College of Veterinary Medicine

Veterinary Medical Center

Rebel

Rebel

In December of 2005, American Fox Terrier Rescue was contacted by another rescue group who pulled sick and injured dogs from many of the Missouri puppy mills.

They had acquired 5 fox terriers - 3 male, 2 female - each of which was missing a leg. She then told us that two, a male and a female were quite fond of each other. She told us that the male had his upper lip ripped off from a fight. That was Rebel.

A number of people were lined up to transport them and they were on their way. They were worse than any of us imagined. The dogs were in horrible condition, their coats simply matted, dirty rugs over their little bodies. The damage to them physically appeared to be bad, but we needed to clean them up to be sure of what we were dealing with.


They had to be shaved down under the layers of mats and filth. The cruelty the dogs had endured was almost more than we could bear. The wounds and amputations the dogs suffered - wounds left to heal on their own, bones protruding - was worse than anything we imagined.

They were taken to Waverly, IA where the staff of Dr. Phyllis Frost at Avenue of the Saints Animal Hospital were waiting for them. All 5 of them required extensive medical treatment. They were flea ridden and scared and smelled worse that you can imagine. 3 of them were missing limbs, but the matted fur hid the true severity of their wounds. Rebel had his upper right lip and half of his nose missing.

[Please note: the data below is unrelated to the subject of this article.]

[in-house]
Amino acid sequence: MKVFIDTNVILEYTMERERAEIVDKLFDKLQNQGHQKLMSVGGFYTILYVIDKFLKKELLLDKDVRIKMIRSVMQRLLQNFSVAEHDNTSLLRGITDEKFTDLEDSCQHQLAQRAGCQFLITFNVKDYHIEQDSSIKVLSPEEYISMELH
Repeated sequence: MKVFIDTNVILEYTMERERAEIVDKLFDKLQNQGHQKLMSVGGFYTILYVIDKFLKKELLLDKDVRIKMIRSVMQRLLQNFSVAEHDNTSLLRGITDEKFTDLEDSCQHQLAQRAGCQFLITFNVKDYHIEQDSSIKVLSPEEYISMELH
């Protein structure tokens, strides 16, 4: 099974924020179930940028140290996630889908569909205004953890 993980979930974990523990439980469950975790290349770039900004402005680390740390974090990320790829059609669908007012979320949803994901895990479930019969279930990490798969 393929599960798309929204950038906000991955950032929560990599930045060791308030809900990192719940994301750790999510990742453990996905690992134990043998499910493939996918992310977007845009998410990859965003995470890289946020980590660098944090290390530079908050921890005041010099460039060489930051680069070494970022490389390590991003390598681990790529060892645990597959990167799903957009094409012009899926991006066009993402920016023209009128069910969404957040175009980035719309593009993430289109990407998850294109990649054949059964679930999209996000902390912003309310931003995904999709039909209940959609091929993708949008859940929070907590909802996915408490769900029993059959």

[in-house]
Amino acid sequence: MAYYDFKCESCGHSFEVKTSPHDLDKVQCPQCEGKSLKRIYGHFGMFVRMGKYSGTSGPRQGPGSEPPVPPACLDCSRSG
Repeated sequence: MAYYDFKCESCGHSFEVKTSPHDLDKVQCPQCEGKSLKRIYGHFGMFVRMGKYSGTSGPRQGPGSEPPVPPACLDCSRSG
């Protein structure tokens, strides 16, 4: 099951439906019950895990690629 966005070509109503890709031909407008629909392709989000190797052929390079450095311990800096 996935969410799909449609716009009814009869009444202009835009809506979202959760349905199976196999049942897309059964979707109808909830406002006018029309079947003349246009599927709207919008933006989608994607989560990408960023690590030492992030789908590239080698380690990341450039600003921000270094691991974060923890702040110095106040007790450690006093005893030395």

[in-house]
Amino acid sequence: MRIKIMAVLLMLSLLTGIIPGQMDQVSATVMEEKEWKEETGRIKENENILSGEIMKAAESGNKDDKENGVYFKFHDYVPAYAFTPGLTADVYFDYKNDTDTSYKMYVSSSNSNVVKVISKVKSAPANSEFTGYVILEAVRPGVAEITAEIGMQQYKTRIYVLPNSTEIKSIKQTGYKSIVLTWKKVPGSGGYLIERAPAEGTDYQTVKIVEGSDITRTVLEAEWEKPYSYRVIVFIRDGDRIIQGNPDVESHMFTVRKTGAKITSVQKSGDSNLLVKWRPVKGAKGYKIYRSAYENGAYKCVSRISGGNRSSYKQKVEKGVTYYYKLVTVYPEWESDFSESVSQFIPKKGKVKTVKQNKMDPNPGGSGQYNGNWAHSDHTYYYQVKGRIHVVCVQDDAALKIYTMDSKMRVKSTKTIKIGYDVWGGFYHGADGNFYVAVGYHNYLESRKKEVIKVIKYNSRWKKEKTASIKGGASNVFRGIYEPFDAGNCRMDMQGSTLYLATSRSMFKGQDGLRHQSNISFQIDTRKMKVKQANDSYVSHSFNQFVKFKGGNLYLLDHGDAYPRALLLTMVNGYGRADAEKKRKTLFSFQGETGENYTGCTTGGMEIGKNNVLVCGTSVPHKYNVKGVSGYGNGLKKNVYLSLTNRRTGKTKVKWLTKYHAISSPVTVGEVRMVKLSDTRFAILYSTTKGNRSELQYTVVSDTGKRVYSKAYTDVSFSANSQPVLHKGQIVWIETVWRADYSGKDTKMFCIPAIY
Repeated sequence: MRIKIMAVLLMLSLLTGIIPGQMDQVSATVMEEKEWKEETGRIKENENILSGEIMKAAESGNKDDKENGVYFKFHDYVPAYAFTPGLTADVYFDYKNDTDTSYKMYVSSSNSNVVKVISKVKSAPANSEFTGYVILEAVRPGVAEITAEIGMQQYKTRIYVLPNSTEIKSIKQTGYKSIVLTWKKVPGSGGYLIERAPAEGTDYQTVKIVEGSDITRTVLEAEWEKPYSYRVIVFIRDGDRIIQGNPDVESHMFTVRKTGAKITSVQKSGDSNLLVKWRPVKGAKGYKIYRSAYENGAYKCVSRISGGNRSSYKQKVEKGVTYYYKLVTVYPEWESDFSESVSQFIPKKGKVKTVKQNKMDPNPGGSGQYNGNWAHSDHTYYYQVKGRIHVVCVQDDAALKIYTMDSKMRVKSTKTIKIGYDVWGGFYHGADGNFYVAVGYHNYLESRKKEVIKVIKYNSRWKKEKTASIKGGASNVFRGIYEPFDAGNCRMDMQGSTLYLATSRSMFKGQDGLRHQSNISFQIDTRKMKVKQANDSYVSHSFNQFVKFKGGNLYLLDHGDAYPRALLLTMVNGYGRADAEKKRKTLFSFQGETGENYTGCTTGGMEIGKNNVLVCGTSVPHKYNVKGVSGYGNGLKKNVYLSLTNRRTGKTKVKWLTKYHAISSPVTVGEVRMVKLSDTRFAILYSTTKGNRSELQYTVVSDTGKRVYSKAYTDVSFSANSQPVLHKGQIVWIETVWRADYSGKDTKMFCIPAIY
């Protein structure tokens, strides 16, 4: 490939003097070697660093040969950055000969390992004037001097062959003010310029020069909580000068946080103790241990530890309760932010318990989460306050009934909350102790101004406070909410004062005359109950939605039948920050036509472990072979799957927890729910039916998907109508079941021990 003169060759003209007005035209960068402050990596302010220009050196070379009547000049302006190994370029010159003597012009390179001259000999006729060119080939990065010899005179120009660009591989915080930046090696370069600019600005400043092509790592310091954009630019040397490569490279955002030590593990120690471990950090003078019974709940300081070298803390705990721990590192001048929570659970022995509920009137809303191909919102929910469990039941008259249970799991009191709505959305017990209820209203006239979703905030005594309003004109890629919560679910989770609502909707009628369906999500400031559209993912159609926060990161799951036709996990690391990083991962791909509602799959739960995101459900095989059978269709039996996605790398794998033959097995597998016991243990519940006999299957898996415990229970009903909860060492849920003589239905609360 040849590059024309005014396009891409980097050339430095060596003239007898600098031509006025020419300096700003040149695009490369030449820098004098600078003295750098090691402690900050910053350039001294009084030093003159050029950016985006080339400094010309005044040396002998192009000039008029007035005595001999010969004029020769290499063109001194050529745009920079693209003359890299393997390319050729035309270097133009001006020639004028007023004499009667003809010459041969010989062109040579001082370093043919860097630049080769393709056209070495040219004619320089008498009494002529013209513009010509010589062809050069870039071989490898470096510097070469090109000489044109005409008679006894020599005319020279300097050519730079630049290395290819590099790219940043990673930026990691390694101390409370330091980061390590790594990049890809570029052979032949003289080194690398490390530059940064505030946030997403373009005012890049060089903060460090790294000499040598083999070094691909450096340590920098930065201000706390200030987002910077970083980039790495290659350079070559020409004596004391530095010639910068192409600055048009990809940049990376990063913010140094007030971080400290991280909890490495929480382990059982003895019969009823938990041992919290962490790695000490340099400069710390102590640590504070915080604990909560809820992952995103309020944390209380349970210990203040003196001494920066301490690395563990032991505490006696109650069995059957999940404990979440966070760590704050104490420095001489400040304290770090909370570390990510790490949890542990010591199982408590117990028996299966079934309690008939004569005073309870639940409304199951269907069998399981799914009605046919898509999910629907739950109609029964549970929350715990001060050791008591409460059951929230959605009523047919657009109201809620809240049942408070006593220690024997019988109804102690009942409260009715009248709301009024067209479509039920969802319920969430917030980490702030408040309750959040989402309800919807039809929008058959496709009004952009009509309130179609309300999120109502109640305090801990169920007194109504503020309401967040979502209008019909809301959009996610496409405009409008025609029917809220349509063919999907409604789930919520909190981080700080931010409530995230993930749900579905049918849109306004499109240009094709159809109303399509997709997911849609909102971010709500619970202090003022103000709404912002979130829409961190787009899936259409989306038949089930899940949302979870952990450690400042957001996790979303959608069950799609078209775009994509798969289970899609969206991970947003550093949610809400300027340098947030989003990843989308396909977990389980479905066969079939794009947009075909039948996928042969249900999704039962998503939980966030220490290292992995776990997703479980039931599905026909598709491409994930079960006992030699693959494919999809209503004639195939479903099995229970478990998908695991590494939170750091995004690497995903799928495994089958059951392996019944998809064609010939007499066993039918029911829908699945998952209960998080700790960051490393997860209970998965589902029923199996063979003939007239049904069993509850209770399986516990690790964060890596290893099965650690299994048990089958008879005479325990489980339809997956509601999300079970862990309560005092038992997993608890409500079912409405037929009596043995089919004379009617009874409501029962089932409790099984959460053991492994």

We took pictures and documented it all in case we lost any of them – we’d need evidence to turn over to the USDA and try to shut these mills down.

The five spent most of December 2005 at Avenue of the Saints Animal Hospital being cared for by Dr. Phyllis Frost and her very capable staff. Dr. Frost ran blood work and did exams, deeming the dogs healthy enough to undergo surgery. She had to re-amputate the legs that had been torn or chewed off on three of the dogs. She fixed the luxating patella of the little female that had no external injury. She wormed them, gave them shots, kept them clean. Her staff taught them to walk on leashes and began work on potty training. They taught them not to fear humans and how to play with toys.


A fund drive was started by members of Fox Terrier Rescue – a website created showing the dog’s conditions, and asking for help. Donations flooded in – little children giving their allowance, prior happy adopters sending money in memory of their dogs, people from all over the country gave what they could to help these dogs get the medical care they needed.

At the beginning of December, Kathy called the University of Minnesota and spoke to some people in the surgery department. She sent photos of Rebel's face and hoped there was something that could be done for him. Dr. Robert Novo agreed to see him and we set up an appointment for the first week in January.

At the end of December, 4 of the 5 were set for the next big adventure. They were transported out to Denver where there were foster homes waiting for them.


Kathy and Cheryl drove back to Waverly that day and picked up Rebel, the last one. Kathy was taking him to the University of Minnesota the next week to see if he’d be able to be helped. We were all worried that nothing could be done.